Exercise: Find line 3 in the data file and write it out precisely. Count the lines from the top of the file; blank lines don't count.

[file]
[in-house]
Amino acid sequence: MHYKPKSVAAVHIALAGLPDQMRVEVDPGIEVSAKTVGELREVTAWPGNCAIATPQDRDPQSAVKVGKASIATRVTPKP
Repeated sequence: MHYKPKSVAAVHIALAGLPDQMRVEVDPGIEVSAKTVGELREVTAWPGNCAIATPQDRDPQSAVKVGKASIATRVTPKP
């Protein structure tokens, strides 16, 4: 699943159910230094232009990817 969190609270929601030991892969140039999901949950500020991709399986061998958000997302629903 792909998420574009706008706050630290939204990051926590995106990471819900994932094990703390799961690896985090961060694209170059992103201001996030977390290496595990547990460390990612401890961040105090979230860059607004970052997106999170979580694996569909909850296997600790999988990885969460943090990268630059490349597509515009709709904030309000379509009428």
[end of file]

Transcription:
Repeated sequence: MHYKPKSVAAVHIALAGLPDQMRVEVDPGIEVSAKTVGELREVTAWPGNCAIATPQDRDPQSAVKVGKASIATRVTPKP